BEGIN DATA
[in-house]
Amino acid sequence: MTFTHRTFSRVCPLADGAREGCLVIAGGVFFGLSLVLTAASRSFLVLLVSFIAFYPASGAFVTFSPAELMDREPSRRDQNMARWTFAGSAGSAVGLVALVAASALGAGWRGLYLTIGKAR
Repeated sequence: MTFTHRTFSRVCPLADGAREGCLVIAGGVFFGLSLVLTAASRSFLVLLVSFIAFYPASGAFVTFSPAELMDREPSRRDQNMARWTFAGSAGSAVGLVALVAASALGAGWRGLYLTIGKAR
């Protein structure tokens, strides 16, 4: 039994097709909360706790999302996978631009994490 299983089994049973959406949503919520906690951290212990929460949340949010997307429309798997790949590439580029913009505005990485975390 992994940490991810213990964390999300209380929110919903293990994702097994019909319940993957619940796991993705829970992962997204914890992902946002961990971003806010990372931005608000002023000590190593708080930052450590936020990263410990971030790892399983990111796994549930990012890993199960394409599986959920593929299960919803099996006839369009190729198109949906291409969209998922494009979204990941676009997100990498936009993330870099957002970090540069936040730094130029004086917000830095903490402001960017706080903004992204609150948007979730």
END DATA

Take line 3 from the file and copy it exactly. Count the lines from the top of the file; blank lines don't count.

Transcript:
Repeated sequence: MTFTHRTFSRVCPLADGAREGCLVIAGGVFFGLSLVLTAASRSFLVLLVSFIAFYPASGAFVTFSPAELMDREPSRRDQNMARWTFAGSAGSAVGLVALVAASALGAGWRGLYLTIGKAR